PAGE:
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paneb
03-31-2003, 11:04 AM
i was doing some of the nehe tutorials, and then i also found out about the gametutorials.com ones..right off the starts, in the GT.com ones, Digiben uses matrix functions (glPush and glPop)..i didn't know about them before..and i was wondering what was the advantage of using different matrices that way over just doing it the way tis done at nehe in the beginning
thanks

nexusone
03-31-2003, 12:44 PM
Once you get to the more advance stuff, nehe starts to use them also.

The camera in openGL does not move, you move everything around it to make it look like it is moving.

in a scene you will define camera movement before drawing with gluLookAt or just a bunch of rotate and translate commands.

Now when we rotate/translate we are changing the matrix, but we don't want to have rotating or translating an object to effect our camera settings.


// Scene draw
// Set camera

My_camera_routine();

// Draw first object
glPushMatrix() // We save current matrix state, which holds our camera rotations and translations

glTranslatef // Matrix is altered
glRotatef // Matrix is altered

Draw_object(); // Draw object with camera and new matrix changes.
glPopMatrix(); // We have finish drawing our object, return matrix camera settings.

We repeat this for each object.

Hope this helps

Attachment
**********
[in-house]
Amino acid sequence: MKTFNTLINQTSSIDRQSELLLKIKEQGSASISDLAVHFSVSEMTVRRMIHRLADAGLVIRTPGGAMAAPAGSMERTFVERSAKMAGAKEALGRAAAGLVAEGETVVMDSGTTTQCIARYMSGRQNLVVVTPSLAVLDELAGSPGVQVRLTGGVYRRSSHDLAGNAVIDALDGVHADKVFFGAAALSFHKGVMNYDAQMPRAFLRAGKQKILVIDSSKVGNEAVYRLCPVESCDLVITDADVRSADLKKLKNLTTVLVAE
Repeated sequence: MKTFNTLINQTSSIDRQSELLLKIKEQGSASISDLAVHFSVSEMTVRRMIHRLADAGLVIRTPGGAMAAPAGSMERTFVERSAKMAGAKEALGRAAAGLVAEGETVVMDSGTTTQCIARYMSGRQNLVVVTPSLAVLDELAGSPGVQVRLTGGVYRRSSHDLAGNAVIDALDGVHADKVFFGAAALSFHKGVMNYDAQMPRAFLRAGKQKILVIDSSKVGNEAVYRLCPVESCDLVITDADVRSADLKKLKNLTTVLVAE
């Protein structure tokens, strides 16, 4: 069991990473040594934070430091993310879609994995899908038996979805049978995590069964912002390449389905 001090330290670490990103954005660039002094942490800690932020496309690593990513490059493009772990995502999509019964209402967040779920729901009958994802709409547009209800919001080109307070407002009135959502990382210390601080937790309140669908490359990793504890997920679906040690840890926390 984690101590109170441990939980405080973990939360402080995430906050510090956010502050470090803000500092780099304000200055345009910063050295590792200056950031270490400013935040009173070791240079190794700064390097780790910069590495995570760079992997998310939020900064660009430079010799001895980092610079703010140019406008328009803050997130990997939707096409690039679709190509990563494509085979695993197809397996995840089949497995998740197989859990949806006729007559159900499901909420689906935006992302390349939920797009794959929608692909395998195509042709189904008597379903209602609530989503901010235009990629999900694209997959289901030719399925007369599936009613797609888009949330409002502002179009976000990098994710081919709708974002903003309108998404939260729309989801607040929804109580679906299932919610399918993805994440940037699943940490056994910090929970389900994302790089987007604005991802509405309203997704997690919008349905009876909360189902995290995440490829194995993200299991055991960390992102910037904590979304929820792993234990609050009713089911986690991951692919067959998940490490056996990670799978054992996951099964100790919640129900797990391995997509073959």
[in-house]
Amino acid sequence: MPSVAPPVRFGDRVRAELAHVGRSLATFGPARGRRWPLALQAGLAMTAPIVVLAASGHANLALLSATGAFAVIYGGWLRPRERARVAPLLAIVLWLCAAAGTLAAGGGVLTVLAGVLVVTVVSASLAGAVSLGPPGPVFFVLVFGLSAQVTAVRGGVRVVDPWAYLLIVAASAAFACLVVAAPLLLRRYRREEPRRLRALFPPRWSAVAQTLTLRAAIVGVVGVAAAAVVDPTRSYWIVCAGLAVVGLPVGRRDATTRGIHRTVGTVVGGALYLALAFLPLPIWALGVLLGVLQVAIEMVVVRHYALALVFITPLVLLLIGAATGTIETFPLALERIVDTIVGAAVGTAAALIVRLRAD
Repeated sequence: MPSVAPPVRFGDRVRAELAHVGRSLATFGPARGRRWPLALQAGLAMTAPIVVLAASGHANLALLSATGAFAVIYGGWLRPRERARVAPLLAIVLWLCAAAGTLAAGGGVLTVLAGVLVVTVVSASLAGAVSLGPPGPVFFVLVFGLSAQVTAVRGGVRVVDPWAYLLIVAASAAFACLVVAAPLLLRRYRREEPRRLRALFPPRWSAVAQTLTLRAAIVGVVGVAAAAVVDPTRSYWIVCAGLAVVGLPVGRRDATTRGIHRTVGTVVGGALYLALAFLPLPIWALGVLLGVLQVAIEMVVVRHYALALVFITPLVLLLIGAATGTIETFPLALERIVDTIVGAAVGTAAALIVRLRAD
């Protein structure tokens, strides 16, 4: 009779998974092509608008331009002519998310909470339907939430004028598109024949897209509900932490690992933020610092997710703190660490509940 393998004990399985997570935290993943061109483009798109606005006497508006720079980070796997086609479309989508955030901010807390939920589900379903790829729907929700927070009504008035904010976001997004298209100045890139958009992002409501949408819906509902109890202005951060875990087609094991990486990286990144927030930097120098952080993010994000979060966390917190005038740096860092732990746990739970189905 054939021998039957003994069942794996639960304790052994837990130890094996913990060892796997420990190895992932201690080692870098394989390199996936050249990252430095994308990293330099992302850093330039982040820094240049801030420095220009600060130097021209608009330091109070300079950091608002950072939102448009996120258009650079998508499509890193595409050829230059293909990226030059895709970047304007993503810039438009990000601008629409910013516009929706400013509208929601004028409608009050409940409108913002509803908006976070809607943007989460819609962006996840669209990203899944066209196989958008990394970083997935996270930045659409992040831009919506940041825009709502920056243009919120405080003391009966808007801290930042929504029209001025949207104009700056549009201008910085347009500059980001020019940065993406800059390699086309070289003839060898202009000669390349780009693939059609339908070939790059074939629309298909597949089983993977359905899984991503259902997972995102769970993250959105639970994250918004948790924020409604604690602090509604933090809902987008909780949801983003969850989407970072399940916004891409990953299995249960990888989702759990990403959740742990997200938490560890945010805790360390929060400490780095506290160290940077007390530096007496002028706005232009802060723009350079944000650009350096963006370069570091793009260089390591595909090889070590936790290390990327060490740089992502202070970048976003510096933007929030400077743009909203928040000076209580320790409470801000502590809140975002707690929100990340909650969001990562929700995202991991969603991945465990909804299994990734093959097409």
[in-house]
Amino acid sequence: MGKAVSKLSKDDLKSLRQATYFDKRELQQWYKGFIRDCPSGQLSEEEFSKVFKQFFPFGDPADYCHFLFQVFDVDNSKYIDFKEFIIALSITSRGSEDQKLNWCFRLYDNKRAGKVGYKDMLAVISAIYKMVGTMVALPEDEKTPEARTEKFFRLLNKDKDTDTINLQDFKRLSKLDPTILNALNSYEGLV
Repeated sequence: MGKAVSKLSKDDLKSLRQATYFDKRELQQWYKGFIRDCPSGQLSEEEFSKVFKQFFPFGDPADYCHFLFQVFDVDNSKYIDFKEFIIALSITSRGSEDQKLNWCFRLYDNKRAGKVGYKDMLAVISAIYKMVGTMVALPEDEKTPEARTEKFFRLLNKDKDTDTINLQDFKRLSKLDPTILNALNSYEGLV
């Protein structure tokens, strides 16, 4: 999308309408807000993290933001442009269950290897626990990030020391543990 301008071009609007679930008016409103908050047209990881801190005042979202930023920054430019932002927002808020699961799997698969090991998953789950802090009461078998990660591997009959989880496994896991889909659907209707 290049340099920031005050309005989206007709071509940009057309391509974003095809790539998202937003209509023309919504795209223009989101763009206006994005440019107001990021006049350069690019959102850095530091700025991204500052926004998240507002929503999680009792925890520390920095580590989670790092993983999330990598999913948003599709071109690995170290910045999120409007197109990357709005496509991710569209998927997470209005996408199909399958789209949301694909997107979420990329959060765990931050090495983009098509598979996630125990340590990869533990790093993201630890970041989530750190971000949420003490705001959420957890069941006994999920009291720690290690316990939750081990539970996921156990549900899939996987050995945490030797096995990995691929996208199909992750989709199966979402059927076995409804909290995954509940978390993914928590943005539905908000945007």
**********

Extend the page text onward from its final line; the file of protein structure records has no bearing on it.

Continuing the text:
Originally posted by paneb:
i was doing some of the nehe tutorials, and then i also found out about the gametutorials.com ones..right off the starts, in the GT.com ones, Digiben uses matrix functions (glPush and glPop)..i didn't know about them before..and i was wondering what was the advantage of using different matrices that way over just doing it the way tis done at nehe in the beginning
thanks

paneb
03-31-2003, 12:56 PM
so i dont really need to use it for simple stuff such as creating a cube with textures or the like..
anyways, i kinda get it now http://www.opengl.org/discussion_boards/ubb/smile.gif..
thanks nexusone

Deiussum
04-01-2003, 05:21 AM
It's also useful for doing hierarchical transformations. Usually I use a solar system example. This time I'll try to be different and use an arm example, complete with fingers.




glPushMatrix()
DoUpperArmTransformations();
DrawUpperArm();
glPushMatrix();
DoLowerArmTransformations();
DrawLowerArm();
glPushMatrix();
DoHandTransformations();
DrawHand();
for(int c=0;c<5;c++)
{
glPushMatrix();
DoFingerTransformations(c);
DrawFinger(c);
glPopMatrix(); // Pop finger transformations
}
glPopMatrix(); // Pop hand transformations
glPopMatrix(); // Pop lower arm transformations
glPopMatrix(); // Pop upper arm transformations


With the above code, each of the sections of transformations only have to do their transformations in relation to their parent object. Because of the way I set it up, it will then also be multiplied by the parent objects transformations.

Technically, I gues I didn't need to do the push/pop around the lower arm and hand in the above code, so maybe the solar system would have been a better example since you can have multiple planets with multiple satelites. Hopefully you get the idea, though. http://www.opengl.org/discussion_boards/ubb/smile.gif